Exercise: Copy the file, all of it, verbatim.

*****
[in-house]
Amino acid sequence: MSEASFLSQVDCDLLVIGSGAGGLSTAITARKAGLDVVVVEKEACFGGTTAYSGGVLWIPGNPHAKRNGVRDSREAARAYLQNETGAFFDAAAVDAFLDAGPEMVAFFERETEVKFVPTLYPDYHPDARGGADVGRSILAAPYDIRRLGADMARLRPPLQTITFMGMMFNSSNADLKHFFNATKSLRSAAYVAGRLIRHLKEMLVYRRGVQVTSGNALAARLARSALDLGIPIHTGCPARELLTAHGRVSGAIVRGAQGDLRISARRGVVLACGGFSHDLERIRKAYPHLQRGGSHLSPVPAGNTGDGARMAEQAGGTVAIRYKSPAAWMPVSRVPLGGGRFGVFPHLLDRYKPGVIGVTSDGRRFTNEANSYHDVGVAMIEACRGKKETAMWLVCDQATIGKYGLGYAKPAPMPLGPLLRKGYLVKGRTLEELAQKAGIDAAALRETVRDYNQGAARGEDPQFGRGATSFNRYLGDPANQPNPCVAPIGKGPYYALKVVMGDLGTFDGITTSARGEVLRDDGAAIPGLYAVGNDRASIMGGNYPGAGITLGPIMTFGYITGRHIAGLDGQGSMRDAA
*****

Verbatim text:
[in-house]
Amino acid sequence: MSEASFLSQVDCDLLVIGSGAGGLSTAITARKAGLDVVVVEKEACFGGTTAYSGGVLWIPGNPHAKRNGVRDSREAARAYLQNETGAFFDAAAVDAFLDAGPEMVAFFERETEVKFVPTLYPDYHPDARGGADVGRSILAAPYDIRRLGADMARLRPPLQTITFMGMMFNSSNADLKHFFNATKSLRSAAYVAGRLIRHLKEMLVYRRGVQVTSGNALAARLARSALDLGIPIHTGCPARELLTAHGRVSGAIVRGAQGDLRISARRGVVLACGGFSHDLERIRKAYPHLQRGGSHLSPVPAGNTGDGARMAEQAGGTVAIRYKSPAAWMPVSRVPLGGGRFGVFPHLLDRYKPGVIGVTSDGRRFTNEANSYHDVGVAMIEACRGKKETAMWLVCDQATIGKYGLGYAKPAPMPLGPLLRKGYLVKGRTLEELAQKAGIDAAALRETVRDYNQGAARGEDPQFGRGATSFNRYLGDPANQPNPCVAPIGKGPYYALKVVMGDLGTFDGITTSARGEVLRDDGAAIPGLYAVGNDRASIMGGNYPGAGITLGPIMTFGYITGRHIAGLDGQGSMRDAA